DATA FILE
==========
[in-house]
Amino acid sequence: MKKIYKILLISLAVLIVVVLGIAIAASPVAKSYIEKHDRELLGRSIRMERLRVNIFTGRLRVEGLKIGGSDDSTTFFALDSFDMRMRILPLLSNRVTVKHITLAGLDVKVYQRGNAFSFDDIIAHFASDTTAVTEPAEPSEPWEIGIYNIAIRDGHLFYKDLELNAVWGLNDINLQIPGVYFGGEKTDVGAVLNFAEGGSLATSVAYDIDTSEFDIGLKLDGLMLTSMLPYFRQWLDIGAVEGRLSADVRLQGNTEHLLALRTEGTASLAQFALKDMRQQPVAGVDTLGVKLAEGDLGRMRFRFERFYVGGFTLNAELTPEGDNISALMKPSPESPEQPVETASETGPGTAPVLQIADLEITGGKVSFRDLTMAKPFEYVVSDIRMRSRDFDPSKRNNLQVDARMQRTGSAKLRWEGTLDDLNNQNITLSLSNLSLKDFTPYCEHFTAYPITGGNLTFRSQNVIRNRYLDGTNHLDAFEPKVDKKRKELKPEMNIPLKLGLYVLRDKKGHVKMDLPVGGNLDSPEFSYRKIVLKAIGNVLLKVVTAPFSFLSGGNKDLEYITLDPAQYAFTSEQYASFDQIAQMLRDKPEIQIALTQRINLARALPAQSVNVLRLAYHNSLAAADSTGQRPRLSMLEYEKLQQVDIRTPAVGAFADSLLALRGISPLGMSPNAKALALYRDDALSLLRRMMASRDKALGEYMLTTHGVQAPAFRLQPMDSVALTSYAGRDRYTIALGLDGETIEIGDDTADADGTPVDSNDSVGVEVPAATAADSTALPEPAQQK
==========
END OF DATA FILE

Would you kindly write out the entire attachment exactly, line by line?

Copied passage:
[in-house]
Amino acid sequence: MKKIYKILLISLAVLIVVVLGIAIAASPVAKSYIEKHDRELLGRSIRMERLRVNIFTGRLRVEGLKIGGSDDSTTFFALDSFDMRMRILPLLSNRVTVKHITLAGLDVKVYQRGNAFSFDDIIAHFASDTTAVTEPAEPSEPWEIGIYNIAIRDGHLFYKDLELNAVWGLNDINLQIPGVYFGGEKTDVGAVLNFAEGGSLATSVAYDIDTSEFDIGLKLDGLMLTSMLPYFRQWLDIGAVEGRLSADVRLQGNTEHLLALRTEGTASLAQFALKDMRQQPVAGVDTLGVKLAEGDLGRMRFRFERFYVGGFTLNAELTPEGDNISALMKPSPESPEQPVETASETGPGTAPVLQIADLEITGGKVSFRDLTMAKPFEYVVSDIRMRSRDFDPSKRNNLQVDARMQRTGSAKLRWEGTLDDLNNQNITLSLSNLSLKDFTPYCEHFTAYPITGGNLTFRSQNVIRNRYLDGTNHLDAFEPKVDKKRKELKPEMNIPLKLGLYVLRDKKGHVKMDLPVGGNLDSPEFSYRKIVLKAIGNVLLKVVTAPFSFLSGGNKDLEYITLDPAQYAFTSEQYASFDQIAQMLRDKPEIQIALTQRINLARALPAQSVNVLRLAYHNSLAAADSTGQRPRLSMLEYEKLQQVDIRTPAVGAFADSLLALRGISPLGMSPNAKALALYRDDALSLLRRMMASRDKALGEYMLTTHGVQAPAFRLQPMDSVALTSYAGRDRYTIALGLDGETIEIGDDTADADGTPVDSNDSVGVEVPAATAADSTALPEPAQQK